The Pardu

The Pardu
Watchful eyes and ears feed the brain, thus nourishing the brain cells.

Sunday, March 3, 2013

We The People (Black People And Progressive Americans) And Voting Rights

From friend of the The Progressive Influence: James Hall, Writer, Activist, Developer and Chapter Member of the 2K12 Consortium  
(Invitation only progressive Facebook gathering place)
  • James Hall
    When are we African-Americans in this country going to get our SHIT straight and come together?
     The time is now! It is time to cut the Booty shanking, "hoe" chasing, drug game and any other thing that has plagued our communities the hell out.  It's time for "us to be responsible for us."   You have been duped into believing our people have the same rights as others and that when the constitution was written it included us. Get it in your heads. Hell No!!!  We must stop being dependent on the govt to safe guard our rights and trusting those who merely want our vote, but do nothing but dangle carrots and give nothing in return but speeches.  How can you even begin to think you are nothing but a second class citizen when the few rights we have are Acts that can be taken away at any given moment?  If you do not learn from the lessons of the past you are destined to repeat it.  Just so we are straight here's a little history lesson for you. 
    Wake the hell up:
    Joseph P. Bradley Associate Justice of the
    United States Supreme Court
    On 15 October 1883 Justice Joseph Bradley wrote the majority opinion of the Supreme Court, which held that the Civil Rights Act of 1875 was unconstitutional. The Thirteenth Amendment, according to eight of the nine justices, did not give Congress the broad authority claimed by the U.S. government. Private discrimination was neither slavery nor involuntary servitude. “It would be running the slavery argument into the ground to make it apply to every act of discrimination. When a man has emerged from slavery, there must be some stage in the progress of his elevation when he takes the rank of a mere citizen, and ceases to be the special favorite of the laws.” Bradley clearly thought that this stage had been reached. In addition the Fourteenth Amendment prohibited state actions of a certain character — for example, depriving citizens of the right to vote or serve on juries or hold property. The kinds of discrimination banned by the Civil Rights Act, Bradley said, could not be touched by congressional action because they dealt with individual businesses.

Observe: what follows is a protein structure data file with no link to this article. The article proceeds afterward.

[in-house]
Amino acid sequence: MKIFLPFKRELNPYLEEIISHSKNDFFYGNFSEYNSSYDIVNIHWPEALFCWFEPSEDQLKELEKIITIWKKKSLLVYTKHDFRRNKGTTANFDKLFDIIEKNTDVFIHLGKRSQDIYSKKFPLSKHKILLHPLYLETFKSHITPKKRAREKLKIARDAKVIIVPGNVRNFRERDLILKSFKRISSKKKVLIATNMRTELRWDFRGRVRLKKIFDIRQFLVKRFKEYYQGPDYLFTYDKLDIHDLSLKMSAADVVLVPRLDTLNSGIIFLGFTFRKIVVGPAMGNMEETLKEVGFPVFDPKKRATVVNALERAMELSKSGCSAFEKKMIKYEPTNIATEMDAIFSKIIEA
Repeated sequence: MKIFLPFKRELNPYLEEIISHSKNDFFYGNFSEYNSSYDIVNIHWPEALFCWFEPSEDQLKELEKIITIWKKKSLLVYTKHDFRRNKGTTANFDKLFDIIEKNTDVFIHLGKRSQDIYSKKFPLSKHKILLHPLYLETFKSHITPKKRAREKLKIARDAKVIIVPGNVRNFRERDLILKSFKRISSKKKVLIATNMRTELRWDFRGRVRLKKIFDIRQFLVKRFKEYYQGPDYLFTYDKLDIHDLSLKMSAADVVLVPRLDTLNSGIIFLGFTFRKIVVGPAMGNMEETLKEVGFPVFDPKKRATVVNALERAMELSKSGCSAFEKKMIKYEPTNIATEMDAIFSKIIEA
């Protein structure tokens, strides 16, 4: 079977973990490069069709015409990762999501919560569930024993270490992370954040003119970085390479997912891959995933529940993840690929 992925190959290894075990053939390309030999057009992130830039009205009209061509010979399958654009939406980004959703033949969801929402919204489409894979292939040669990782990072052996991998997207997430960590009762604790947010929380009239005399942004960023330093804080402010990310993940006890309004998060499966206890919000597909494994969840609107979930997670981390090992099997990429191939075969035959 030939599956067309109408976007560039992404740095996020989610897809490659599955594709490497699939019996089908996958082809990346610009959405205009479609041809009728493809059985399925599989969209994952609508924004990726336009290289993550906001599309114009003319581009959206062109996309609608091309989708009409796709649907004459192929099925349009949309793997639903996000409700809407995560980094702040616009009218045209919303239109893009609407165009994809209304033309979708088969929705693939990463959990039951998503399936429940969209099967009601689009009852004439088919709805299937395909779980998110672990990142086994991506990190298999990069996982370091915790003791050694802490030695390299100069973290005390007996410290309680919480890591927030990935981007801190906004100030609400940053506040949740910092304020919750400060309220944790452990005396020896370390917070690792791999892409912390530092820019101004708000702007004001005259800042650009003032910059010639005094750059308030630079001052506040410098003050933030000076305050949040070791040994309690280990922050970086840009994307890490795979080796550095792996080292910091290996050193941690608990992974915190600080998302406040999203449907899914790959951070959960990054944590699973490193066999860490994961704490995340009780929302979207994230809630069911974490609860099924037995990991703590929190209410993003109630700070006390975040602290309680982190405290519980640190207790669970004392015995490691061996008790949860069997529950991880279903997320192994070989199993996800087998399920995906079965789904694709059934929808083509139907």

Robert G. Ingersoll
    Frederick Douglass
      Reaction. At a protest meeting in Lincoln Hall in Washington, African American leader Frederick Douglass said the Court had left his people “naked and defenseless against . . . malignant, vulgar, and pitiless prejudice.” Douglass recalled that before the Civil War the Supreme Court had ruled that states and individuals could not interfere with the Fugitive Slave Act. “When slavery was the base-line of the Republic,” Douglass charged, Congress’s power was unlimited. Now that freedom was the issue, the Court restricted Congress’s power and said individuals could deprive one another of liberty. Orator Robert Ingersoll said that “From the moment of the adoption of the thirteenth amendment the law became color-blind.” John Finnel of Kentucky wrote to his friend Justice John M. Harlan: “Now the patriotic vagabonds of the South will feel called upon to vindicate the Supreme Court by ‘jumping on’ the poor darkey. . . .

    John Marshall Harlan,
    Supreme Court collection,
    Photograph by Handy Studios